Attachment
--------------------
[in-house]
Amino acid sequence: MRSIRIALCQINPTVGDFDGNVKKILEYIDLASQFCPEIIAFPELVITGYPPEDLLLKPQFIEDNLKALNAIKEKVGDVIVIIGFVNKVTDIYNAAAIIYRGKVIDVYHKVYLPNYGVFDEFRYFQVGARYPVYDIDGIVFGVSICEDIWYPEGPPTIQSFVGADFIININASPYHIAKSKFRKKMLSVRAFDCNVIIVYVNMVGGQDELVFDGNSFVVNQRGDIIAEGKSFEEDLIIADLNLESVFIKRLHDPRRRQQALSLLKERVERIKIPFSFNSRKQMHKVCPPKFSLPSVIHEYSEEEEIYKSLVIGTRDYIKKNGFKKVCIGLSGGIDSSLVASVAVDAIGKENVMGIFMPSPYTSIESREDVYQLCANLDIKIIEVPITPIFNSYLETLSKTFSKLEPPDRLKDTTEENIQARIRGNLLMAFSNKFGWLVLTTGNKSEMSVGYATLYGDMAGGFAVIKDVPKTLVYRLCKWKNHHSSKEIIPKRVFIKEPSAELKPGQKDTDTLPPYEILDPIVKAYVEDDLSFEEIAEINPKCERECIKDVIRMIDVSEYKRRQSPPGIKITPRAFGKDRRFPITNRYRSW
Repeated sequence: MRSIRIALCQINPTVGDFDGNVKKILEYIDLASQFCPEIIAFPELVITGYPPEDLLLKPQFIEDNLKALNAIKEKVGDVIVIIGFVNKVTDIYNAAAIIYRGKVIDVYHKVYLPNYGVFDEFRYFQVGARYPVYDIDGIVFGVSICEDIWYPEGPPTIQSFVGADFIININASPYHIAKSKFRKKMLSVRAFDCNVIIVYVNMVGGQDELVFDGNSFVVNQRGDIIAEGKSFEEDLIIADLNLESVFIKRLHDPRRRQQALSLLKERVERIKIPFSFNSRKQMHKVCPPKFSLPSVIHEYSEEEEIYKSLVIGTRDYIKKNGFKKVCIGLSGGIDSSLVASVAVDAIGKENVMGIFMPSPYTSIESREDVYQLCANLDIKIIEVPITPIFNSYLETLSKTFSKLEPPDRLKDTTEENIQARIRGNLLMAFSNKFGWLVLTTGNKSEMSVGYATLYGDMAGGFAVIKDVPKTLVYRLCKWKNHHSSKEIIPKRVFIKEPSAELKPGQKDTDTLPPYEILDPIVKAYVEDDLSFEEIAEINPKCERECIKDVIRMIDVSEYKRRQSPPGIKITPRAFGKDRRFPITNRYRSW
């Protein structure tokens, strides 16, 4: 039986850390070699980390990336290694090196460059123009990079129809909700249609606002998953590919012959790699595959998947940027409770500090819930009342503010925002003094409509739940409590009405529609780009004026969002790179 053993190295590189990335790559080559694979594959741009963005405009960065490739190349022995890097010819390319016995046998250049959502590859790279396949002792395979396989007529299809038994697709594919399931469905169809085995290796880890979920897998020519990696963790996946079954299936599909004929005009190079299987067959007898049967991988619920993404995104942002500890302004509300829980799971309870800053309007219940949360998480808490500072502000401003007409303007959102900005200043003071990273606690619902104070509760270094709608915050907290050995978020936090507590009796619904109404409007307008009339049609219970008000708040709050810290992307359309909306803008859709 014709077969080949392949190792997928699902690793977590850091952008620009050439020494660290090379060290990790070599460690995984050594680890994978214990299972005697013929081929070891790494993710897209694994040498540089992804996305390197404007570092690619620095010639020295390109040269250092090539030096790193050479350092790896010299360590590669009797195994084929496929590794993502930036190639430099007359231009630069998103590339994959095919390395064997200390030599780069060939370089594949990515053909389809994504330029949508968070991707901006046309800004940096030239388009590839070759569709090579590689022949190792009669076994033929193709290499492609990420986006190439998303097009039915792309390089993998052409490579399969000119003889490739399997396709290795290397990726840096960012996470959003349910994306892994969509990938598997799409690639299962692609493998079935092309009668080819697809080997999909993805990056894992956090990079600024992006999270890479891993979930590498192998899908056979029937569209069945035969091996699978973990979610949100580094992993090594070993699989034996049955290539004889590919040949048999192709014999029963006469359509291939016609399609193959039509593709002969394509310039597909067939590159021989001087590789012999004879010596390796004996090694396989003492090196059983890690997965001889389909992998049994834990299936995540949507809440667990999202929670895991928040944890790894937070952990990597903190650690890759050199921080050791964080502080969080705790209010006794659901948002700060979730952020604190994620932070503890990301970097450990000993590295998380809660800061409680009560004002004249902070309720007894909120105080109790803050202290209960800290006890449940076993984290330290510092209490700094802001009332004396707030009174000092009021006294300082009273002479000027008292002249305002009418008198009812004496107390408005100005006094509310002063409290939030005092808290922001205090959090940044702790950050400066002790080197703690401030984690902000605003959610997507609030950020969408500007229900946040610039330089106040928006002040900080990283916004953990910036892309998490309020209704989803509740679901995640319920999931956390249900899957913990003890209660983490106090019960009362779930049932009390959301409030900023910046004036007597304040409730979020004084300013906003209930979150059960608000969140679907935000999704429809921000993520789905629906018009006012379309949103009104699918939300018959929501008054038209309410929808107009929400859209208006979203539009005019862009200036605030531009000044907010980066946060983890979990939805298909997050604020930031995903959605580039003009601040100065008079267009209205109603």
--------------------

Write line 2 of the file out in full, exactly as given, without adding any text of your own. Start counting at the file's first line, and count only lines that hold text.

Amino acid sequence: MRSIRIALCQINPTVGDFDGNVKKILEYIDLASQFCPEIIAFPELVITGYPPEDLLLKPQFIEDNLKALNAIKEKVGDVIVIIGFVNKVTDIYNAAAIIYRGKVIDVYHKVYLPNYGVFDEFRYFQVGARYPVYDIDGIVFGVSICEDIWYPEGPPTIQSFVGADFIININASPYHIAKSKFRKKMLSVRAFDCNVIIVYVNMVGGQDELVFDGNSFVVNQRGDIIAEGKSFEEDLIIADLNLESVFIKRLHDPRRRQQALSLLKERVERIKIPFSFNSRKQMHKVCPPKFSLPSVIHEYSEEEEIYKSLVIGTRDYIKKNGFKKVCIGLSGGIDSSLVASVAVDAIGKENVMGIFMPSPYTSIESREDVYQLCANLDIKIIEVPITPIFNSYLETLSKTFSKLEPPDRLKDTTEENIQARIRGNLLMAFSNKFGWLVLTTGNKSEMSVGYATLYGDMAGGFAVIKDVPKTLVYRLCKWKNHHSSKEIIPKRVFIKEPSAELKPGQKDTDTLPPYEILDPIVKAYVEDDLSFEEIAEINPKCERECIKDVIRMIDVSEYKRRQSPPGIKITPRAFGKDRRFPITNRYRSW